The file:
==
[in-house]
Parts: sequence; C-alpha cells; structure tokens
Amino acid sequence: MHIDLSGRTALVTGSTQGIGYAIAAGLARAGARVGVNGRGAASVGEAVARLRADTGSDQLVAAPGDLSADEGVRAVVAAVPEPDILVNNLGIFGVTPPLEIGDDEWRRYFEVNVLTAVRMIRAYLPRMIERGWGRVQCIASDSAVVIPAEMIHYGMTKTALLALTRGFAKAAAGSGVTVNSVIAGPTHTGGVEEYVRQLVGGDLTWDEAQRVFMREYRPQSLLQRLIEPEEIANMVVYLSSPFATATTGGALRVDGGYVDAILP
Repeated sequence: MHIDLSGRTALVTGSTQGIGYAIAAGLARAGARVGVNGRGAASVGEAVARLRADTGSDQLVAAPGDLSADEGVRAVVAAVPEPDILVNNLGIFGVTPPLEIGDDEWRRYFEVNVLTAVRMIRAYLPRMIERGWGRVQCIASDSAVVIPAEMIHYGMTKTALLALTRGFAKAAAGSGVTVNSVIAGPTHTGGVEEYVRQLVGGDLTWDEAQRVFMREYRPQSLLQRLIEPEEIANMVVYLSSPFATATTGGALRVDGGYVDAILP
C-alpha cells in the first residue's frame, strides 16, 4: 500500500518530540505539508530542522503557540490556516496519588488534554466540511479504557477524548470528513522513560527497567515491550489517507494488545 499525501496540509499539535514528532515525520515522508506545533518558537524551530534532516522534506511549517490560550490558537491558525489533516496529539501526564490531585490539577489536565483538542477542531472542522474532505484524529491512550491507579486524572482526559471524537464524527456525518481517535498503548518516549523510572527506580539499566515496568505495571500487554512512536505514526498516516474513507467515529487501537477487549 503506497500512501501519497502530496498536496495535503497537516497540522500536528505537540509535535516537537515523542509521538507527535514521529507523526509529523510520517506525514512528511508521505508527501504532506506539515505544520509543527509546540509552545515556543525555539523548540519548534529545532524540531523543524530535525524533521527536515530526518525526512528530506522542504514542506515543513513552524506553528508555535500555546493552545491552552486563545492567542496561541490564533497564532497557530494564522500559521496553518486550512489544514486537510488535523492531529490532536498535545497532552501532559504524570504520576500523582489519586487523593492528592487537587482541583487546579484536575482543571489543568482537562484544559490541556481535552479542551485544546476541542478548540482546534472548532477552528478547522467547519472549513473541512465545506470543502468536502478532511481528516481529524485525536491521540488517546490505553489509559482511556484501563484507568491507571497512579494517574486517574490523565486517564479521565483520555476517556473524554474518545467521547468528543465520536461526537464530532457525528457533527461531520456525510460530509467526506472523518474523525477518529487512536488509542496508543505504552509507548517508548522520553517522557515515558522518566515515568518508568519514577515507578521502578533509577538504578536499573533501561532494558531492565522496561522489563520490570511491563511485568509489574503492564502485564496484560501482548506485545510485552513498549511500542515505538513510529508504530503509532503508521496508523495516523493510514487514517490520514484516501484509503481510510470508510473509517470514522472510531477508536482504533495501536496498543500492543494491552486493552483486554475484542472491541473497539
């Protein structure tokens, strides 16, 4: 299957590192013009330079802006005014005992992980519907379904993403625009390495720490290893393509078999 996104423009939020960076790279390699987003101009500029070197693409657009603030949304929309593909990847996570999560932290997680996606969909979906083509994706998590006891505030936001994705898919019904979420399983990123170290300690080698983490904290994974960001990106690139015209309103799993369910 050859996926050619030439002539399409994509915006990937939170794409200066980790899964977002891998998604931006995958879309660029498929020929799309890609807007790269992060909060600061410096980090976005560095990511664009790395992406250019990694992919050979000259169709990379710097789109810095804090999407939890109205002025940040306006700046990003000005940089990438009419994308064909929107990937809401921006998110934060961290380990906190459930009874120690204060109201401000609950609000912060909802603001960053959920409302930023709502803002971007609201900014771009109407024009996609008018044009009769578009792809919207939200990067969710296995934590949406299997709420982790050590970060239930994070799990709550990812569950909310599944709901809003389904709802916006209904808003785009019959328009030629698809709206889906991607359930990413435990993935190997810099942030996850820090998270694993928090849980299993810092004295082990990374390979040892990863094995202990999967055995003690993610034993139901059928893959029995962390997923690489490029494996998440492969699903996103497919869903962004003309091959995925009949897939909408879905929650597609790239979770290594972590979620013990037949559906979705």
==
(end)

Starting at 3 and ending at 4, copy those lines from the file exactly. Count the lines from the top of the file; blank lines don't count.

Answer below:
Amino acid sequence: MHIDLSGRTALVTGSTQGIGYAIAAGLARAGARVGVNGRGAASVGEAVARLRADTGSDQLVAAPGDLSADEGVRAVVAAVPEPDILVNNLGIFGVTPPLEIGDDEWRRYFEVNVLTAVRMIRAYLPRMIERGWGRVQCIASDSAVVIPAEMIHYGMTKTALLALTRGFAKAAAGSGVTVNSVIAGPTHTGGVEEYVRQLVGGDLTWDEAQRVFMREYRPQSLLQRLIEPEEIANMVVYLSSPFATATTGGALRVDGGYVDAILP
Repeated sequence: MHIDLSGRTALVTGSTQGIGYAIAAGLARAGARVGVNGRGAASVGEAVARLRADTGSDQLVAAPGDLSADEGVRAVVAAVPEPDILVNNLGIFGVTPPLEIGDDEWRRYFEVNVLTAVRMIRAYLPRMIERGWGRVQCIASDSAVVIPAEMIHYGMTKTALLALTRGFAKAAAGSGVTVNSVIAGPTHTGGVEEYVRQLVGGDLTWDEAQRVFMREYRPQSLLQRLIEPEEIANMVVYLSSPFATATTGGALRVDGGYVDAILP